A financial advisor who occasionally moonlights as an expert witness recently told me that he had many more requests to testify than he can handle. As the financial services business emerges from the Great Recession, we continue to discover new details about how the global economy came so close to something even worse than what we've experienced. Books by Michael Lewis, Vicky Ward, Charles Gasparino, and Andrew Ross Sorkin are taking great pains to spell out how this perfect storm unfolded.

But within the relatively small financial planning world, there are other disturbing trends that some advisors are only willing to talk about now. Sad to say, several advisors are now willing to admit that they had a surprisingly high number of clients who panicked some time between October 2008 and March 2009.

In those dark days, few advisors or other experts would have argued that the Dow Jones Industrial Average couldn't have fallen from the 7,000 area to 3,000 or 4,000. That's what some alarmists who claimed to have predicted the debacle were saying at the time, which may just turn out to have been a once-in-a-lifetime buying opportunity.

How did clients panic? Some went completely to cash and haven't returned. Others went from 60% equities to 30% equities and failed to capture most of the rebound.

The most depressing news should hardly be surprising. More than a few clients who had agreed on an 80% allocation to equities, and who had expressed their high tolerance for risk, capitulated. Now some of these supposed daredevils, egged on by the plaintiffs' bar, are suing. I just hope their advisors had well-documented investment policy statements signed jointly by the advisor and the client.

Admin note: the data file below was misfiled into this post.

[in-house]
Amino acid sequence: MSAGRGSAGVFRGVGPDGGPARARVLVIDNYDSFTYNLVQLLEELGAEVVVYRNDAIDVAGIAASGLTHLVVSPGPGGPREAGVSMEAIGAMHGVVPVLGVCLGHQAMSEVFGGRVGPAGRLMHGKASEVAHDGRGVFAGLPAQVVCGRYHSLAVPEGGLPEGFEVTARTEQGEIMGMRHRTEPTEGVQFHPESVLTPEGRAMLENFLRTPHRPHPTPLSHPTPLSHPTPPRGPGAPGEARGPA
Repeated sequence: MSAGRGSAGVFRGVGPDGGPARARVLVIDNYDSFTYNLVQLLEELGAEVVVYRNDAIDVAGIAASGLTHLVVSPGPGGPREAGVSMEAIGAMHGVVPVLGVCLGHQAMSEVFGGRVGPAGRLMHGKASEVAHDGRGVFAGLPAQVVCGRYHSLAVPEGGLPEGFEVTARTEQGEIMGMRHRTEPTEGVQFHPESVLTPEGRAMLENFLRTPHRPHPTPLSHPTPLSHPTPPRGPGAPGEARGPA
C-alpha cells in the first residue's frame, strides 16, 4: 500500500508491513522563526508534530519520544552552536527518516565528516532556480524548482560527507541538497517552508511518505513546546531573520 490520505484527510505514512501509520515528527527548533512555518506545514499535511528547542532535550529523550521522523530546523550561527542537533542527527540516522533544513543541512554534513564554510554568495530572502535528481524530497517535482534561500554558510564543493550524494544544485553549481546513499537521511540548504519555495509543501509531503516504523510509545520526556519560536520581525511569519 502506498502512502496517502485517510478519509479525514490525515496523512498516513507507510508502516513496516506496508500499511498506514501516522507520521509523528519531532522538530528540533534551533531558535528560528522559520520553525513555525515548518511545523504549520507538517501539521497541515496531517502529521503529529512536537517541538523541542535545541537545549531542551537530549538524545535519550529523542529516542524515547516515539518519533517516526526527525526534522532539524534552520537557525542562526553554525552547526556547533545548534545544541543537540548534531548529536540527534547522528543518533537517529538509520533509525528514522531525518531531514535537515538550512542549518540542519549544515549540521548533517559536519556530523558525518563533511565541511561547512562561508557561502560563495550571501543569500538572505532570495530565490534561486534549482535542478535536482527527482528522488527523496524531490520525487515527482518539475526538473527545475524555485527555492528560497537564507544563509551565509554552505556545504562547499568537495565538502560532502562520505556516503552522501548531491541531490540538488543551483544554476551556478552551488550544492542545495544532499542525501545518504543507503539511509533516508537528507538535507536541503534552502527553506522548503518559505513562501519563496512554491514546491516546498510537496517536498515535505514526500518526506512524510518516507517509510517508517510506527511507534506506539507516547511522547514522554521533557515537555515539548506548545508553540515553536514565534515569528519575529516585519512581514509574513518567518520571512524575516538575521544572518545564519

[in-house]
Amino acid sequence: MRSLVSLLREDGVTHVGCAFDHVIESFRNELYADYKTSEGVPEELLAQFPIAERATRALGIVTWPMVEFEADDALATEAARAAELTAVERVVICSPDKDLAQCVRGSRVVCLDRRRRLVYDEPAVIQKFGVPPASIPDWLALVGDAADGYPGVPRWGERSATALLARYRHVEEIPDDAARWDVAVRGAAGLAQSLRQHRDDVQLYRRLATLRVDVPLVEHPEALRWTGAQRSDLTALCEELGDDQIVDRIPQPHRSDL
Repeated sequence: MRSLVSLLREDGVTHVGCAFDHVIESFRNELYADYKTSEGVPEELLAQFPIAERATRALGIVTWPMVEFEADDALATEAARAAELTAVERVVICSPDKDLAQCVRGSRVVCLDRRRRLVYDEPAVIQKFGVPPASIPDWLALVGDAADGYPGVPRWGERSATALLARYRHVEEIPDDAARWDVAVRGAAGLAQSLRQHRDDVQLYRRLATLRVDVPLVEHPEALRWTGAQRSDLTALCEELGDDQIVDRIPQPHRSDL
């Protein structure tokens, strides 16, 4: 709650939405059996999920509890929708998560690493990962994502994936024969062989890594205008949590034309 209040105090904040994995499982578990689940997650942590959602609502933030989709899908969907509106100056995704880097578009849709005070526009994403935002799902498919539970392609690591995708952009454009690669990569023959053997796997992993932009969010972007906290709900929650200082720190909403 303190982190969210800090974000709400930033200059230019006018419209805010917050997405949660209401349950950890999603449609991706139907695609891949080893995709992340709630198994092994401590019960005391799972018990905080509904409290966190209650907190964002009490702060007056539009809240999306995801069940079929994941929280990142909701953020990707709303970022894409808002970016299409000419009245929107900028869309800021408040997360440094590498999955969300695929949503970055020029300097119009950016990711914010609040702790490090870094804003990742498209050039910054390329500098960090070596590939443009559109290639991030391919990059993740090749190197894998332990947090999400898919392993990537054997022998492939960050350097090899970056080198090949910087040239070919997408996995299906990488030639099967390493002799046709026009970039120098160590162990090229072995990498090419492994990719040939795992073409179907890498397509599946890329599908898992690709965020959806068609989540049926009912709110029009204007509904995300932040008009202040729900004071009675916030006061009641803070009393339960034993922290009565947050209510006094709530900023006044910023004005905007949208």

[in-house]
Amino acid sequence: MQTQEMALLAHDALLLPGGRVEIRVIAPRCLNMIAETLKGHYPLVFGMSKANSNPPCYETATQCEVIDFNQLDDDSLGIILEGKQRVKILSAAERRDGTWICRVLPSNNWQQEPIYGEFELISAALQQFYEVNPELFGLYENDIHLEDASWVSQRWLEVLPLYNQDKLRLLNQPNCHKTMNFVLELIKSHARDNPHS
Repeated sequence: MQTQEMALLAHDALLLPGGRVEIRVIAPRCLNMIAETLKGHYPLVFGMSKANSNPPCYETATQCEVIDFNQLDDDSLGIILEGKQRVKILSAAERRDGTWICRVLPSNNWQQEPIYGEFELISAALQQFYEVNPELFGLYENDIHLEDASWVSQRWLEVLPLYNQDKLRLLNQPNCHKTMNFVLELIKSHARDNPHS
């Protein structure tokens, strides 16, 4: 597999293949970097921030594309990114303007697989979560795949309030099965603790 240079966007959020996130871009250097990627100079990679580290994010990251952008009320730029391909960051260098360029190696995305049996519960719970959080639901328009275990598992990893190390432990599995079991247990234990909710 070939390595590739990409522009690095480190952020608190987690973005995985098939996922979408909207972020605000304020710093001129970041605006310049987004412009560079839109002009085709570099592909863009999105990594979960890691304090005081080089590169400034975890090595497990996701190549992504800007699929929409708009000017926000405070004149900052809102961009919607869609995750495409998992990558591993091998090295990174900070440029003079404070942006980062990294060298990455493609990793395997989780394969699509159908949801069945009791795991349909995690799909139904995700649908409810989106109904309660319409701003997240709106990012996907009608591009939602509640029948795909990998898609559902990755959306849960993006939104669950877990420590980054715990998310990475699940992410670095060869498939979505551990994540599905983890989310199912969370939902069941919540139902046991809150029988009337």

All of which raises another question. Aside from the preposterous notion that an advisor could have sold all equities, junk bonds and asset-backed securities in October 2007 and reentered these markets in early 2009, what would a prudent investor have done differently?

Some of the finest minds in the investment business are asking themselves exactly that question. Even with the benefit of hindsight, the answer many are arriving at is remarkably simple: Not much.

Ever since the crisis, the goal of most investors has been recouping their losses. Advisors who stayed the course-and perhaps even participated in the bargain basement prices available in early 2009 via rebalancing-now report that client portfolios are back to within a few percentage points of their all-time highs.

That's the good news. Unfortunately, it's a small consolation to advisors facing lawsuits or arbitrations or clients who didn't know their pain threshold or deceived, whether inadvertently or not, both themselves and their advisors.

Evan Simonoff, Editor-in-chief
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